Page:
Evangelical Truth by John Stott

evangelicaltruth stottJohn Stott and his ministry is well known and well respected throughout the world. He has written numerous books and articles, and up until his death in 2011 he was considered a worldwide Christian leader.

In this little book of 149 pages Stott explains the essentials of the Christian faith and makes a strong plea for unity. Here, toward the end of his life, Stott continues to write with great insight, making you think about the primary and secondary issues within the Christian faith. There is constant debate between Christians, now more than ever it seems, over all sorts of theological and social issues. Stott believes these issues should be discussed, but at times there is a need to lessen the vigour and closed-handedness of these debates.

Evangelical Truth has five chapters, including the introduction and conclusion. The three main chapters cover the following areas: the revelation of God, the cross of Christ, and the ministry of the Holy Spirit.

In the introduction Stott gives a brief rundown of his definition of evangelicalism. He pitches this definition against that of fundamentalism and liberalism. Within this chapter he also gives information about evangelicalism has evolved and its main historical turning points within the church.

The chapter on revelation, as expected, is based on the revelation of God through the bible. Stott speaks of general and specific revelation, progressive and personal revelation, inspiration, authorship, biblical authority. He touches on the debate between the sufficiency of scripture and also the inerrancy of scripture. Here Stott makes his stand against using the term ‘inerrancy’.

Chapter three is essentially the gospel. It is the message of the cross well explained. He gives a helpful explanation of ‘justification by faith’, and grapples with what disciples and mission are. It is the shortest chapter in the book but also the most concise and straight-forward. It was good to hear the gospel again.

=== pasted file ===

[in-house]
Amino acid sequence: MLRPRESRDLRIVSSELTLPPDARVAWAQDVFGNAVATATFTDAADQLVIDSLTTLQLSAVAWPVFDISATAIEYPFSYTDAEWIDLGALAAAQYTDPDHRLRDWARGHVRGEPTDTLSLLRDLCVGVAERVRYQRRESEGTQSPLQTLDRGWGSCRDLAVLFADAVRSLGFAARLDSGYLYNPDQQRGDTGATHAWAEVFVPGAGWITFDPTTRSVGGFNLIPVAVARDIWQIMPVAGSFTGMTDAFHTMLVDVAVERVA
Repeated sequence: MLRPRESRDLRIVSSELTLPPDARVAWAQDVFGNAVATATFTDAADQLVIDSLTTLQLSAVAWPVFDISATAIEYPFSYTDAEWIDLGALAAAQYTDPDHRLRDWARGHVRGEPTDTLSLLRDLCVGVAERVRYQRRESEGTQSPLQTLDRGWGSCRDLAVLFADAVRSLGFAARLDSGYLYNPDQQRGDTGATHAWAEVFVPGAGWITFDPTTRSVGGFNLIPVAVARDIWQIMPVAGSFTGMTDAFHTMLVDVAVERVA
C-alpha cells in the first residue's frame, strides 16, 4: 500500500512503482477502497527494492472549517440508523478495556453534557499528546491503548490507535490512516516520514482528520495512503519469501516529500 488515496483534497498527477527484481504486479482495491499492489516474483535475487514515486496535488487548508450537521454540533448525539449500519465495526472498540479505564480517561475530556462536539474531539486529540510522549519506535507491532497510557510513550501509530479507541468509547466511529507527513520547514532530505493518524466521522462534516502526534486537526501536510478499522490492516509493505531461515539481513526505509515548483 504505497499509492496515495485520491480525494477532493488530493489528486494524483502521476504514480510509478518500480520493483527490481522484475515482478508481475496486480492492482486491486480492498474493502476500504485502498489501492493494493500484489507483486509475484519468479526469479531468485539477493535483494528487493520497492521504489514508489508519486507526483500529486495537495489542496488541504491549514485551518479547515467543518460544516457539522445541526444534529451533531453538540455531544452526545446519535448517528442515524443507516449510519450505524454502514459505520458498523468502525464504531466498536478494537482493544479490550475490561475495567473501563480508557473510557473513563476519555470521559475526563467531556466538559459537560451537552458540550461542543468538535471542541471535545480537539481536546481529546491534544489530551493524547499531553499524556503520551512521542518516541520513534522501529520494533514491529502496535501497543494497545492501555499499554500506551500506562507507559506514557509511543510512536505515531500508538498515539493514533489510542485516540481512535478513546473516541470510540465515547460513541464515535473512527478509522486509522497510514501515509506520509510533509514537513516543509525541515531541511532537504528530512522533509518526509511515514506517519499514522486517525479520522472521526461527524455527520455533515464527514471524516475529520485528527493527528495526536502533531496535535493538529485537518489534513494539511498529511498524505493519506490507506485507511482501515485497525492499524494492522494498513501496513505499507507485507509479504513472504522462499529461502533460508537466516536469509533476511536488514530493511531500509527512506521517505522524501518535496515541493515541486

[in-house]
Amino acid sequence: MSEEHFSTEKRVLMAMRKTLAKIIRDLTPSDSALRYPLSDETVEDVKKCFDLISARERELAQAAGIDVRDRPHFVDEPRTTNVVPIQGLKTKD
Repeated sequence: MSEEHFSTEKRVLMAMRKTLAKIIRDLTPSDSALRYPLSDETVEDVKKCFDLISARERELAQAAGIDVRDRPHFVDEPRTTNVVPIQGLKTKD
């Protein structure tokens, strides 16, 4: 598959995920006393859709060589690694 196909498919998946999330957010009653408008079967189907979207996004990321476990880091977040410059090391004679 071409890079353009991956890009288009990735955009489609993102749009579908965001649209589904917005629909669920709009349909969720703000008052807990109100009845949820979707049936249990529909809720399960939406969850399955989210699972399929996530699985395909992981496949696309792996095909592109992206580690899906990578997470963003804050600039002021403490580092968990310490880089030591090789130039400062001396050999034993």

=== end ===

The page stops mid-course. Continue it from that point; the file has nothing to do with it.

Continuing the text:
A final chapter on the ministry of the Holy Spirit makes Evangelical Truth truly trinitarian. The topics of assurance, holiness, purity, community, mission, and hope are all covered. Stott is really telling the reading of how the Holy Spirit works; in the New Testament and his continuing work today. This is a good chapter and well explained.

To conclude, Stott summarises his point and pleads with the reader to be united with Christian brothers and sisters around the globe. He calls for Christians to endure hardship and wants to be an encouraging voice within that. You can really see in the writing that Stott has a wealth of experience and knowledge of the gospel, is passionate about the things of God, and wants Christians around the world to be united under the gospel. He encourages all believers to lead with humility and to love one-another with Christian love.

A great primer of the Christian faith. Get on it.

John Stott, Evangelical Truth: A Personal Plea For Unity, Integrity and Faithfulness (149 pages; Leicester, UK: Inter-Varsity Press), 2003.

Power Through Prayer by EM Bounds

EM Bounds is known as a prolific prayer-warrior, mainly because of his many and various books on the topic. While they were written many, many, years ago they are still greatly relevant for our soul today.

“Power Through Prayer” is a book written particularly for ministers, that’s certainly the impression you get from reading it. Bounds encourages everyone, but particularly those who preach, to come back to prayer, to fight for prayer, and to do all things with and through prayer. Bounds stresses the power that comes through prayer, and through close communion with God in prayer you soul will be lifted high unto the heavens.